HUD memos address sexual harassment, seek to clarify regulations
In 2008, due to the rapidly increasing number of complaints, HUD issued a memorandum to property owners designed to address sexual harassment. The memo states that a property owner or manager “may be either directly or vicariously liable for sexual harassment.
Under the Fair Housing Act, a property owner or manager who engages in sexual harassment will be directly liable for the harm caused by his or her own conduct. In addition a property owner or manager who directs his or her employees, agents or contractors to engage in sexual harassment, or who knows or should have known about sexual harassment perpetuated by such persons but fails to take action to stop it, is directly liable for any resulting harm. In general, such persons are responsible as if they had personally engaged in sexual harassment.
Further, in 2015 HUD issued a proposed rule, “Quid Pro Quo and Hostile Environment Harassment and Liability for Discriminatory Practices”, that seeks to clarify regulations against harassment based on any protected class. The rule includes sex discrimination, another area of concern, especially as transgender and sexual orientation issues have made recent headlines.
Landlords should base decisions on business, not sex and personal characteristics
Attorneys say property managers and owners now must be more diligent than ever to avoid a mistake that could cost millions.
“It’s important that landlords base their housing decisions on what it is they should care about – does the person pay the rent on time – not on personal characteristics such as gender identity and gender expression,” attorney Shawn Bankson said.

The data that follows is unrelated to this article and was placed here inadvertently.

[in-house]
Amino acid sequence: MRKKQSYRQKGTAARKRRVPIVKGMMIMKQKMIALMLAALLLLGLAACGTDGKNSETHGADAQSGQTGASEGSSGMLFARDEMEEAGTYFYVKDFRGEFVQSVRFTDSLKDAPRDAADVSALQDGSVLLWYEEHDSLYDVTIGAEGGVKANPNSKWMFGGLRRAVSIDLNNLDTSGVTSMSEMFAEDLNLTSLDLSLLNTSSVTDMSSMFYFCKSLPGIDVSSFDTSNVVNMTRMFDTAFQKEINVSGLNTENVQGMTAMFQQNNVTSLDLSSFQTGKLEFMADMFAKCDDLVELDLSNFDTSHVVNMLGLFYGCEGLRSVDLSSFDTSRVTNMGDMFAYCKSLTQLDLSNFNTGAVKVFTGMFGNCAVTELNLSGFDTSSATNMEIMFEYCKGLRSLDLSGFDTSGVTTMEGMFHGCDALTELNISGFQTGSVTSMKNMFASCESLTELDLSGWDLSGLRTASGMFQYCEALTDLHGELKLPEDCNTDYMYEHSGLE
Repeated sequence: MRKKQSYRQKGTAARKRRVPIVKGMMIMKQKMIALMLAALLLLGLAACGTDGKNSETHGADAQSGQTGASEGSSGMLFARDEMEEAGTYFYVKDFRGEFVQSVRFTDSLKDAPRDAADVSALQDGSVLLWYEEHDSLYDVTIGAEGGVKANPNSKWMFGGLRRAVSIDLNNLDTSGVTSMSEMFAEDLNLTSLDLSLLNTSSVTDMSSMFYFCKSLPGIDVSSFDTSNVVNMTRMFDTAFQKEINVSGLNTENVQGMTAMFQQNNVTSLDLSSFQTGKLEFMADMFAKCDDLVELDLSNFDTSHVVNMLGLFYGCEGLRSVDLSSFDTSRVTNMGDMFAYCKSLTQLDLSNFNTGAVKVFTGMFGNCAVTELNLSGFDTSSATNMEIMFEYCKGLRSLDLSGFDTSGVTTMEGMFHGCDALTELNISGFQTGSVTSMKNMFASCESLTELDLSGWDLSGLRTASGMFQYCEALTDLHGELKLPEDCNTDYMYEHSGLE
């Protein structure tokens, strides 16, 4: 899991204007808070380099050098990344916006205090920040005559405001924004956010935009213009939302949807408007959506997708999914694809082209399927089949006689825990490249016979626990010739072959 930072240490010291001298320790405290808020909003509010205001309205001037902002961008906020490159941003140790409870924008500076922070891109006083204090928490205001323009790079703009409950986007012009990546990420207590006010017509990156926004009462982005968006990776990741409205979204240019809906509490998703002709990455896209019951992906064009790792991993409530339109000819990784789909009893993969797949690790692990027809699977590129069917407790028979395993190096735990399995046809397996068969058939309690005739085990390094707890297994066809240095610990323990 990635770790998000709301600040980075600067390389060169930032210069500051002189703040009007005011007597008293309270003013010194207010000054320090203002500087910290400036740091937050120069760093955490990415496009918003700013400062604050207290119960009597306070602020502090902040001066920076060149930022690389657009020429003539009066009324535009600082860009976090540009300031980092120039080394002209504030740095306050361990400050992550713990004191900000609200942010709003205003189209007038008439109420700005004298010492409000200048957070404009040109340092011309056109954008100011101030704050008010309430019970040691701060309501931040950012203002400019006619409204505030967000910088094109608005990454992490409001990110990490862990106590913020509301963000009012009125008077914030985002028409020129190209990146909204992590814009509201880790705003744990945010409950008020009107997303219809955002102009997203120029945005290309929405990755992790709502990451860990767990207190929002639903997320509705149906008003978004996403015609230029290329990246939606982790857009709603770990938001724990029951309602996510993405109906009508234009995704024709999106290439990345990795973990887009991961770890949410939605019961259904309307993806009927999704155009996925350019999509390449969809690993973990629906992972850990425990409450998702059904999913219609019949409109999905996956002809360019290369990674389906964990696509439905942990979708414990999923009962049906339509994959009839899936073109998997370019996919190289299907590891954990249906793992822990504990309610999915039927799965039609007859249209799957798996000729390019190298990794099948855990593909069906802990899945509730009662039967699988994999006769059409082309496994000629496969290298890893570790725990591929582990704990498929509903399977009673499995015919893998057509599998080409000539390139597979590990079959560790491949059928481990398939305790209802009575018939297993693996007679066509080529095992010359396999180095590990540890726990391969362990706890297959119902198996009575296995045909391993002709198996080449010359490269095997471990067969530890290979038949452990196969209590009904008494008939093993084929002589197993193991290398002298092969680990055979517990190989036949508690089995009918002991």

Potentially even worse than being accused of sex discrimination or sexual harassment committed by your employees or contractors is knowing about such conduct and not doing anything about it. As noted in the HUD memorandum quoted above, turning a blind eye can be just as damaging.
“It’s a good reminder to everybody, if you receive a complaint on harassment, based on any protected class, you need to take it seriously,” he said. “You need to investigate and get the facts, you need to document and take appropriate action. Ideally, you should have a zero tolerance policy for any type of harassment.”
Implement a policy and hold property accountable
A policy, McMahon says, is only as good as training and enforcement. Training should include educating employees on the importance of the conduct of vendors and contractors. A complaint about a plumber – or even from one – carries with it the same potential repercussions that can be just as stiff as those involving an employee.
“Make sure a policy is reviewed by an attorney who understands landlord and tenant laws, and fair housing law,” he said. “Do have a written policy and hold yourself accountable, so you have consistent treatment. Make sure it’s implemented.”